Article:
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A Guide to Adding Text to Images with Python

text to images python

Enhancing images with information in the form of text is an effective way to improve communication in today’s digital world. Whether you’re a content creator making social media posts, banners, and business flyers or a developer building cool projects like a meme generator, your ability to use texts together with images can significantly liven up your projects.

In this guide, we’ll explore how to add text to images using Pillow, a powerful image processing library for Python. We’ll also explore how to achieve the same thing using Cloudinary, a cloud-based image and video management platform. Let’s get started!

Prerequisites

Before you proceed, we assume that you’re equipped with the following:

  • A Python installation on your computer. If you don’t, visit the official Python website at python.org to download the installer for your OS.
  • A solid background in Python

text to images python

Adding Text to Images with Pillow

Pillow is a fork of Python Imaging Library, a free and open-source image manipulation and processing library with support for manipulating and working with many image file formats.

Step 1 – Setting up the Project

Like any other Python project, starting a new project in a virtual environment is usually a good idea. First of all, create a new directory for the project and run the code below to create a virtual environment:

python3 -m venv env
source env/bin/activate

Step 2 – Installing Necessary Libraries

The major library we’ll be using in this part of the tutorial is Pillow. If you haven’t already installed it, you can do so using pip:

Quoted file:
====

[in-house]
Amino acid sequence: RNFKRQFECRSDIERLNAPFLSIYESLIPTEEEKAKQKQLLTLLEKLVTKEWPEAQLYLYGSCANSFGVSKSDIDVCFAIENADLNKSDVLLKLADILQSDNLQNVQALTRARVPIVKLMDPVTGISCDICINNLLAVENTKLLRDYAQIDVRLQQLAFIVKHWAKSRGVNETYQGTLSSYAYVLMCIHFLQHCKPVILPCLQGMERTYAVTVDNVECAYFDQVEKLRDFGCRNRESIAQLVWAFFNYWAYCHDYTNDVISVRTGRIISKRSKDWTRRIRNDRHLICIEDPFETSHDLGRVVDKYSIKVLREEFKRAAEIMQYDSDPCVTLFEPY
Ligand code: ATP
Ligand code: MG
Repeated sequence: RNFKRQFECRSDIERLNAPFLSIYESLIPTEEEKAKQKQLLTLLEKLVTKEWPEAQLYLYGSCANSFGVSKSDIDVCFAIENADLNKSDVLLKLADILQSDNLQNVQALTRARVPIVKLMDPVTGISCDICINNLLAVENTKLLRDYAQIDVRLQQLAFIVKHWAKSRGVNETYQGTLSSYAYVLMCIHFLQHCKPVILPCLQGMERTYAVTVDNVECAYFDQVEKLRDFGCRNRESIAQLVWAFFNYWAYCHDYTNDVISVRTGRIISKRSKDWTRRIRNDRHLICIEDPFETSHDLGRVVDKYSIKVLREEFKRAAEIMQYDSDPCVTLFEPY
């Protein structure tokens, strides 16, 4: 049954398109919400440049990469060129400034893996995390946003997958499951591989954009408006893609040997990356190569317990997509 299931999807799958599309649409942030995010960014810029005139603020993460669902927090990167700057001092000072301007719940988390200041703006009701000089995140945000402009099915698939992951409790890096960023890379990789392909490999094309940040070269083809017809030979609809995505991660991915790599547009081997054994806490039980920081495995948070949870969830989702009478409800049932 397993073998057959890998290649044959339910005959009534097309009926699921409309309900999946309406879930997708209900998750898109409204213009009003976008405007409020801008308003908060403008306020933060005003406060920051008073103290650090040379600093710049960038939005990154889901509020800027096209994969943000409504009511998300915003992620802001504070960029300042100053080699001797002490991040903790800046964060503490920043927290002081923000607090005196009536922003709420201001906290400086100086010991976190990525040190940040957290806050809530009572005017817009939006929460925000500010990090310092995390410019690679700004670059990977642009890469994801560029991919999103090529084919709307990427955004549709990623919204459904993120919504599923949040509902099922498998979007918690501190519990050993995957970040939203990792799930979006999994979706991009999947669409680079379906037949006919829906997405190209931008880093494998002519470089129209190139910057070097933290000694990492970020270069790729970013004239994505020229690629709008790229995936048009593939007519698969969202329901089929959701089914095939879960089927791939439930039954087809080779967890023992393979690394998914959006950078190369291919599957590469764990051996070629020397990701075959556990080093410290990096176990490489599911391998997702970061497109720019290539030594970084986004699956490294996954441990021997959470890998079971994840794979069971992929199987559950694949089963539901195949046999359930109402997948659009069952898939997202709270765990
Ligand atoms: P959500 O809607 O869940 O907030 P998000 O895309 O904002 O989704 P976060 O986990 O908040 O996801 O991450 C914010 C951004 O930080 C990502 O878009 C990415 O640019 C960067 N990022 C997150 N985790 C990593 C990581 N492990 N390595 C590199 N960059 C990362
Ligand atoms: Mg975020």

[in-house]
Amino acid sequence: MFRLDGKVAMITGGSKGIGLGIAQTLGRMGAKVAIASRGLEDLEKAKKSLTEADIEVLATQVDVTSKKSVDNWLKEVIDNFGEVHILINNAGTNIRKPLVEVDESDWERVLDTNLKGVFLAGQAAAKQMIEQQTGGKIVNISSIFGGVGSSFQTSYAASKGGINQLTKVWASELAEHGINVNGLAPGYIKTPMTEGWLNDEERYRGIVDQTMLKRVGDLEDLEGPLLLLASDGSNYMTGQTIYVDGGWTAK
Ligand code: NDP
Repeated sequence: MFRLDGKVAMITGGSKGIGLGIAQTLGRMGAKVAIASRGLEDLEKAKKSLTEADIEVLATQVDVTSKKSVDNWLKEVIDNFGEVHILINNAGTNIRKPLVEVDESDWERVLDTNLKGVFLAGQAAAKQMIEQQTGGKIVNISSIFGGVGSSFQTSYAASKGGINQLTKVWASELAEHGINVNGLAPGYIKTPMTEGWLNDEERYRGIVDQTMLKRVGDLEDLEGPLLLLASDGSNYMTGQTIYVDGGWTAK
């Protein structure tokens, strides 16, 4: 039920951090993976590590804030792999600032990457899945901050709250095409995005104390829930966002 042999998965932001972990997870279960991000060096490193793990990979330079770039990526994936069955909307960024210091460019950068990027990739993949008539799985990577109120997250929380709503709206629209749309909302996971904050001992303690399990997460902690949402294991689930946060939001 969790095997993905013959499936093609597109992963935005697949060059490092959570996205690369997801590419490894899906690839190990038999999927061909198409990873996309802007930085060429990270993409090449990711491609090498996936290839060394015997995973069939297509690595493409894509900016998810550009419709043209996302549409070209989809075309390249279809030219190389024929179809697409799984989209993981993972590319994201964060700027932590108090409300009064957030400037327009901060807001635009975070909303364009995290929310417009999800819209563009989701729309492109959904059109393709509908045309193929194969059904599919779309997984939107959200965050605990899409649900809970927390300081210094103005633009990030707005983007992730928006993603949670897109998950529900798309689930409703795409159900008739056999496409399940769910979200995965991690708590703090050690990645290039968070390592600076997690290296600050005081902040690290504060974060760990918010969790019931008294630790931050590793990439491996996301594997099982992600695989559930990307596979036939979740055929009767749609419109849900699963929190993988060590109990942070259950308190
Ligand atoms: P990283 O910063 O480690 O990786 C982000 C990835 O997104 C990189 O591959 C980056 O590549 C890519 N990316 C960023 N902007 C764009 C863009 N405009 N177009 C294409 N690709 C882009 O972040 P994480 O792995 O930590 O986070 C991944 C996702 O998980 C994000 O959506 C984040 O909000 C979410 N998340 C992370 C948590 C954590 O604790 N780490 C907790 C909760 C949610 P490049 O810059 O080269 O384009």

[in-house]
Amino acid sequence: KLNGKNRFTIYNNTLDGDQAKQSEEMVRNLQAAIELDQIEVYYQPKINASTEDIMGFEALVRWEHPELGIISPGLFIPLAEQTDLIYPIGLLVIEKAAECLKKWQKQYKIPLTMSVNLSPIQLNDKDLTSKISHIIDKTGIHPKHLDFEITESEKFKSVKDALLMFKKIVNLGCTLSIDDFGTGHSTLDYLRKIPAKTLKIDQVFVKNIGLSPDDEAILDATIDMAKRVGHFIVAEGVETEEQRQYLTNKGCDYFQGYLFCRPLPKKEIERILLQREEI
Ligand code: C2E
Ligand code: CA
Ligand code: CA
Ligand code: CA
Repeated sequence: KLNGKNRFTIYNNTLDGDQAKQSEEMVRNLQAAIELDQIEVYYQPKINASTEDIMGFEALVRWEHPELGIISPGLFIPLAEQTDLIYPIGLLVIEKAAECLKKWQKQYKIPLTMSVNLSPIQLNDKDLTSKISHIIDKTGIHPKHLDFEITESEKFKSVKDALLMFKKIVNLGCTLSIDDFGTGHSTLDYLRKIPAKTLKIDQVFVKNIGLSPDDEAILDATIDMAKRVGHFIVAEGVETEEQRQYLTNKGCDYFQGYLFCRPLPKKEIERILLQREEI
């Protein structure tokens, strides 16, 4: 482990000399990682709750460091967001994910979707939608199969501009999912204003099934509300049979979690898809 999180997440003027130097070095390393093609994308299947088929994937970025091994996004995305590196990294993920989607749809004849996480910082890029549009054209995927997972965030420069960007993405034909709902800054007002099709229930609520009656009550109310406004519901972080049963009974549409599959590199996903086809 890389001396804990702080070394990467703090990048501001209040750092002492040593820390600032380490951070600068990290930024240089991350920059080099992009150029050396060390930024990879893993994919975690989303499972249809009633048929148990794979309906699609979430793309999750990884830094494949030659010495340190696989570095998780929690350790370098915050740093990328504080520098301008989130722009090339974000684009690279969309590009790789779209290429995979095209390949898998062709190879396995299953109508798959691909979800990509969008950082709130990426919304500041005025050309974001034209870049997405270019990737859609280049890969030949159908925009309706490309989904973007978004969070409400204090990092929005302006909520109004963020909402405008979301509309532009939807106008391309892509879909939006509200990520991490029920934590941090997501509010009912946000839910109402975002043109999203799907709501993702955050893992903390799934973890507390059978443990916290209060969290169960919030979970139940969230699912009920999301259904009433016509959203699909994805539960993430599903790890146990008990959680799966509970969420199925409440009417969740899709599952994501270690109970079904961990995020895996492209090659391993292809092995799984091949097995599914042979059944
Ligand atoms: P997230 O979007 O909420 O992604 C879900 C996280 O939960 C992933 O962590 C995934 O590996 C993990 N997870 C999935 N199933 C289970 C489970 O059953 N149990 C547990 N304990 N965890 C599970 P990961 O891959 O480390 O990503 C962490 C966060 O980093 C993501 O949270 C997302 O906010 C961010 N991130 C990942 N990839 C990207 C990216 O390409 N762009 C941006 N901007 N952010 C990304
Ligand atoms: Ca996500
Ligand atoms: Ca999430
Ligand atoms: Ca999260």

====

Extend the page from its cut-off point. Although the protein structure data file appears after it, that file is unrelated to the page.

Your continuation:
pip install Pillow

Step 3 – Import Pillow and Load the Image

Next, create a main.py file in the project and add the following code to it:

from PIL import Image, ImageDraw, ImageFont

# Load the image
image = Image.open("wallpaper.jpg")

# Create a drawing context
draw = ImageDraw.Draw(image)

The ImageDraw.Draw module from Pillow lets us create a drawing context on the opened image. Now, we can use the draw object to perform various drawing operations on the image, such as drawing lines, shapes, and text.

NOTE: You’ll need to upload an image in the root directory that you want to render the text on. In the code above, we used an image file named wallpaper.jpg.

Step 4 – Defining the Text and Position

# ...
# Define the text properties
font = ImageFont.truetype("/usr/share/fonts/truetype/dejavu/DejaVuSans-Bold.ttf", 36)
text = "Hello, World!"
position = (50, 50)

# Add text to the image
draw.text(position, text, font=font)

# Save or display the modified image
image.save("output.jpg")

The ImageFont.truetype module loads TrueType and OpenType font types from a file and lets you specify a font size. The draw.text method renders text on the image. Its parameters define the position, text, and font for rendering characters on the image.

NOTE: To prevent errors and for the text to render correctly, we have to specify an absolute path to the font we want to use in rendering the text. In our case, we used a system font located on our computer. Alternatively, you can copy the font file or download a font from the internet and place it in the project–just make sure you link to the font properly.

And here’s the output of the generated image:

text to images python

Step 5 – Modifying the Text Styles

If you look at the output image above, you’ll notice that the rendered text looks bland. We can get creative and edit the image further to our taste by adding CSS-like styles.